I have a nice unix command-line program that can convert astronomical coordinates from any standard frame (e.g. equatorial, ecliptic, galactic) to any other (e.g. azimuth & elevation). This program converts coordinates between any pair of 22 astronomical coordinate systems, in either direction. Amazing!
Over the years I've collected a bunch of unix command-line programs that, together, do all sorts of mundane conversions of angles (radians, degrees, hours) and times (Julian dates, etc). If you know how these little gems work, you can use them yourself on the command line, or embed them in shell scripts.
Each program expects one input on its command line, and prints one thing (the conversion) on standard output. The inputs can be of various types and formats, and the program's name tells you what it wants and what you get. First a few examples, and then a complete description.
Example 1: Convert decimal radians to decimal degrees. Typing return produces the output.
> r2d 2.3 131.780292880089
Example 2: Convert hours, minutes and seconds to decimal hours:
> hms2h 15 30 10
Example 3: Convert civil time to decimal Julian date:
> ymd2j 2009 4 10 15 30 10
The programs have names of the form x2y, where the form of x tells you what to supply and y tells you what you get. Here's the list:
|d||angle in decimal degrees||
|dms||angle in degrees minutes seconds (3 numbers)||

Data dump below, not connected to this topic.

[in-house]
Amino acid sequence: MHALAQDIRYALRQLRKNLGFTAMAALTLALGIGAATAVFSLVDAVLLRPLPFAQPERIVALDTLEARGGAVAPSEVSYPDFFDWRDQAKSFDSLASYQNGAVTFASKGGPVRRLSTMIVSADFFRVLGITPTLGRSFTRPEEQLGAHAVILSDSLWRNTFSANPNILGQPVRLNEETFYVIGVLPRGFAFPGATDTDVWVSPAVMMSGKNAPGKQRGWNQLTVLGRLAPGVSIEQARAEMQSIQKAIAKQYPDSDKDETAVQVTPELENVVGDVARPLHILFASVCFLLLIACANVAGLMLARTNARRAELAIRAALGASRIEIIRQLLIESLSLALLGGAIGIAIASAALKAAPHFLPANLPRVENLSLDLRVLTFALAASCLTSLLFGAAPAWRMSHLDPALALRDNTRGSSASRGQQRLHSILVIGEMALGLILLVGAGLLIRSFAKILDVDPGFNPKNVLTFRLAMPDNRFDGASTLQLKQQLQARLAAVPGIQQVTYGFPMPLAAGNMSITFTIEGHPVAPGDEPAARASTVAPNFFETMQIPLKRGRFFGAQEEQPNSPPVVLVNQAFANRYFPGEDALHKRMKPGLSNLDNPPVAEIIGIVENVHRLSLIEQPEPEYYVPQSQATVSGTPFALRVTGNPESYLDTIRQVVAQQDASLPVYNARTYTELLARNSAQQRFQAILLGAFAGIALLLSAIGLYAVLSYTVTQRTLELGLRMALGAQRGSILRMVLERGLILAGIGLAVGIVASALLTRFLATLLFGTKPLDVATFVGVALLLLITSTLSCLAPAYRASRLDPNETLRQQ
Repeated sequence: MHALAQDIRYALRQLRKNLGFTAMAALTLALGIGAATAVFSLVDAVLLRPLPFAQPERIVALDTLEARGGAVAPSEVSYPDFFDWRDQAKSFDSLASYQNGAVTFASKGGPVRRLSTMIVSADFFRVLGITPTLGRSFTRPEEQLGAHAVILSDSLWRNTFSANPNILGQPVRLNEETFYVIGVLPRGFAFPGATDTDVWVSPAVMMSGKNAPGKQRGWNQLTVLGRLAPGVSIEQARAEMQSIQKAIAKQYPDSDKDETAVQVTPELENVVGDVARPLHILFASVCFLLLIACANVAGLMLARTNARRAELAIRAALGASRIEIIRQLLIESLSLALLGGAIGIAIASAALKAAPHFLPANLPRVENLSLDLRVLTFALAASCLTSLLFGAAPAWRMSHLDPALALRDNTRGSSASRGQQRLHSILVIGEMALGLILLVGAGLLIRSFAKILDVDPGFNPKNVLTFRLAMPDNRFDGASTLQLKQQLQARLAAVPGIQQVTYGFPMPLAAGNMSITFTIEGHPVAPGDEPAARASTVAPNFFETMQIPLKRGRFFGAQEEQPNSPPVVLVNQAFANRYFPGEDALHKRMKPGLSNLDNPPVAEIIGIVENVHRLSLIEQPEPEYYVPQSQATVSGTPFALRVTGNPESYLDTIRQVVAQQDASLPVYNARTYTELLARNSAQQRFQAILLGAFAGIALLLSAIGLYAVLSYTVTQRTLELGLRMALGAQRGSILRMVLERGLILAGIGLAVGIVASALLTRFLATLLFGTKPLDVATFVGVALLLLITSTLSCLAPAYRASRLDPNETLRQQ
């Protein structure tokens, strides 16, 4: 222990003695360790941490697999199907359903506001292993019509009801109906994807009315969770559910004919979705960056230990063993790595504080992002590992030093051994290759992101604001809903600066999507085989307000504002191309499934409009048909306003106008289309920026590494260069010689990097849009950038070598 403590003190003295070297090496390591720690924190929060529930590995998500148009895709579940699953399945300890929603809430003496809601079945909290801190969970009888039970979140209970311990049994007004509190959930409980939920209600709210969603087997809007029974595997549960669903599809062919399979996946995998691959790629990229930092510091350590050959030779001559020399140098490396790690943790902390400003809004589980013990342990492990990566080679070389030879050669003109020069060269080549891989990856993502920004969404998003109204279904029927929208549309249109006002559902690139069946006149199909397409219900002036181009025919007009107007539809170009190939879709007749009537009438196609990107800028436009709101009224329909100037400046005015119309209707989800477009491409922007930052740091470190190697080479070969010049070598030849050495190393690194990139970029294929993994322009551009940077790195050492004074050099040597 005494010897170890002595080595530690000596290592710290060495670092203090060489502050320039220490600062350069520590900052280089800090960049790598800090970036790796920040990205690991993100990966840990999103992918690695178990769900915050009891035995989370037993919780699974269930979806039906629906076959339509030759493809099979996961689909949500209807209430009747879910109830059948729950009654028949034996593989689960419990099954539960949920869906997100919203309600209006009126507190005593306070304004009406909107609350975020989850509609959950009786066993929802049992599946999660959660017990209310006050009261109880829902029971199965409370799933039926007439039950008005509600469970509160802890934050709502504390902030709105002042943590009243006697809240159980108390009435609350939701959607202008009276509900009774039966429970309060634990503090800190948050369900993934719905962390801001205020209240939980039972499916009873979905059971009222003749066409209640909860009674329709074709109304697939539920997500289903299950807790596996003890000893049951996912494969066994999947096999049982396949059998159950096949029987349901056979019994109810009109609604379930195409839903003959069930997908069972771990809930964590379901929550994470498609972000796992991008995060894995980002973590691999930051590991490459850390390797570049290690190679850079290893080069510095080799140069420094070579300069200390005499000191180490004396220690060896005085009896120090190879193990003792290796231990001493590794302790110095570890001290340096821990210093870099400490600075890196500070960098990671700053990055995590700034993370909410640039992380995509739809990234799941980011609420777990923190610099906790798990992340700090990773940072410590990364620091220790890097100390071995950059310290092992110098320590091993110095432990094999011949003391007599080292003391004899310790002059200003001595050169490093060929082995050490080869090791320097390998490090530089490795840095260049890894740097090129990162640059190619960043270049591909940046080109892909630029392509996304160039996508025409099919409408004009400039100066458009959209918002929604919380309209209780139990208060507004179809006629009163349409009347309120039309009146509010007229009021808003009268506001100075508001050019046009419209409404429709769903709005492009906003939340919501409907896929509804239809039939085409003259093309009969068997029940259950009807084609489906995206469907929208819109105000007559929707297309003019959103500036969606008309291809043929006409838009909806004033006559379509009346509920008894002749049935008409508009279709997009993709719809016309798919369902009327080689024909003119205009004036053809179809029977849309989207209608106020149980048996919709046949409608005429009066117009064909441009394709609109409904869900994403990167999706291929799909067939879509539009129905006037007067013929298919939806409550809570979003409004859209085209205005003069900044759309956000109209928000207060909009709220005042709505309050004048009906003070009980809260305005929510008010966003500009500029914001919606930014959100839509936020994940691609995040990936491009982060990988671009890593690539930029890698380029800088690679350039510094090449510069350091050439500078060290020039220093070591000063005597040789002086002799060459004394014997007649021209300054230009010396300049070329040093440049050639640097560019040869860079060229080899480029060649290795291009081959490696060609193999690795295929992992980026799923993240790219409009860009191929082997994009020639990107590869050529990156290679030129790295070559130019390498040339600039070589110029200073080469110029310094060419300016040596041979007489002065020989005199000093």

15 30 10
|h||time in decimal hours||
|hms||time in hours minutes seconds (3 numbers)||
15 30 10
|r||angle in decimal radians||
|j||decimal julian date||
|jd||julian day number (integer) hour minute second (4 numbers)||
2454932 3 30 10
|ymd||year month day hour minute second (6 numbers)||
2009 4 10 15 30 10
Year and month numbers are always whole numbers. Each varies in length (e.g. February and July), so a fractional amount of one doesn't always represent the same amount of time. Half of February depends on which year it is!
Other than year and month numbers, all the other inputs can be decimal values. And they can be out of their normalized range. For example, the ymd time of "2009 1 100 15 30 10" can be used to specify the 100th day of the year (January one-hundreth!) If you're converting a list of old observation data that uses decimal days, then being able to specify "2009 4 10.64594907 0 0 0" can help. Another example is shell scripts: if you are iterating over days, you don't have to manage keeping everything in its normal range. e.g. "2009 1 x 0 0 0" where x ranges from 1 to 365 will work just fine.
For each data type above, there is a program to normalize it (x2x) and a program to format it in normalized form (fmt_x).
The x marks show which programs exist. The marks on the diagonal (e.g. r2r or hms2hms) indicate programs that normalize their inputs. For example, r2r will map an angle greater than 2pi into an angle within 2pi. hms2hms will map an un-normalized "25 0 0" to "1 0 0".
There is a formatting program for each data type, which prints out the input in a standard, normalized way. The names come from the data types, like fmt_d and fmt_ymd.